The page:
And finally, trying to master displaying cinnamon rolls on the truck without warming them. It’s coming along.

RH: Fingers crossed for you! You clearly love your community. What are some favorite events you’ve served around town?

Torey: Definitely Bridgefest here in Stockbridge, Georgia. It went on for 9 hours and we stayed till every last person was fed. Then, there’s the Black Rodeo event we were invited to that goes state-to-state. Trucks stayed busy—everytime we thought we’d caught up, I’d look out and the line was around the corner and there was another stack of tickets. I get excited by big lines. Ours can go on and on, which draws new people in…it’s free advertising. So much so that we now have a sprinter van for those events so we can go out and get more supplies if we need them.

RH: Any other tidbits you can share with others thinking of starting a food truck?

Torey: It’s all about spending less to make more. We can sell 6 donuts for $6 because we have our toppings, and others are still selling 12 donuts for $5.

Second, know how much you have and how much you think you’ll sell. The worst thing is running out of food. If you sell out in the first hour, it means you didn’t prepare. It’s a huge pet peeve of mine. No one should ever get to the window and we’re sold out. You should have a plan for how much money you want to make at the event before you get there, and you better bring enough food to be able to make that much.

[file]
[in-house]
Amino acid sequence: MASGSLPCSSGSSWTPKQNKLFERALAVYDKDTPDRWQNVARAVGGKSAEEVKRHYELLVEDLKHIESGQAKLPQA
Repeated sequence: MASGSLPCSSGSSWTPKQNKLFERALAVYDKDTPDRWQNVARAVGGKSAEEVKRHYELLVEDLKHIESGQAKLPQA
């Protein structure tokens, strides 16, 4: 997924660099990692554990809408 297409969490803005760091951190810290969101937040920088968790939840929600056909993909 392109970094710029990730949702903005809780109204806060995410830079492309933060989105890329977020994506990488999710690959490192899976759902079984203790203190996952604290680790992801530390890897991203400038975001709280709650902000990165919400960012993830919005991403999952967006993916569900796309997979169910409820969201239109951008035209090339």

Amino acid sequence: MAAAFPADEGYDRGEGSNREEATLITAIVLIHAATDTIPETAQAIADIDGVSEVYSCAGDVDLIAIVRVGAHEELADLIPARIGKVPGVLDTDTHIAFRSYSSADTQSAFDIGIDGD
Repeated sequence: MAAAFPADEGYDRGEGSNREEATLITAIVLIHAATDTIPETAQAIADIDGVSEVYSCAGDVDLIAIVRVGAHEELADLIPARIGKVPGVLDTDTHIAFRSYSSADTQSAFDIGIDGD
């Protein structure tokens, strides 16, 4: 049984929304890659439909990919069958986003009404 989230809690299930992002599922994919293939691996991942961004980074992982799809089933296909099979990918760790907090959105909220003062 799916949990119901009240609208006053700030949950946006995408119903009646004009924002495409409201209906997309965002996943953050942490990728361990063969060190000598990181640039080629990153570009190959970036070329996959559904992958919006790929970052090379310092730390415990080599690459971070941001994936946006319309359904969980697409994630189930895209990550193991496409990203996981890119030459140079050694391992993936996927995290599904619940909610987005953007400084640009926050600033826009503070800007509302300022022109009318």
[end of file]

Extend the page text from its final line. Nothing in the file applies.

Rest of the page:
I’m a numbers person, so always be looking to keep an eye on how much staffing you need, how full the event is, and if you can rotate staff members.

Lastly, I like sharing. Build with your friends, with your network. Share your knowledge, there’s enough to go around for everyone. There’s no need to be scared that someone’s gonna take something from you. You can’t service an entire city or area on your own.

RH: Sharing is caring! Before you go, we have to ask, have you faced any obstacles as a women-owned business?

Torey: I have never let obstacles get in my way, but honestly, thank goodness my husband knows mechanics! If anything, the only struggle has been him teaching me how to turn on the generators, run equipment, and do all the technical stuff so the whole business wouldn’t shut down if he’s ever not around. We added a winch to the trailer finally so that’s all automated now. Other than that, I run everything on the inside of the truck. I know my goals, I know my product, and I love seeing Roaming Hunger’s events out there, so thank you!

Author: This interview was conducted and edited by Yvonne Cone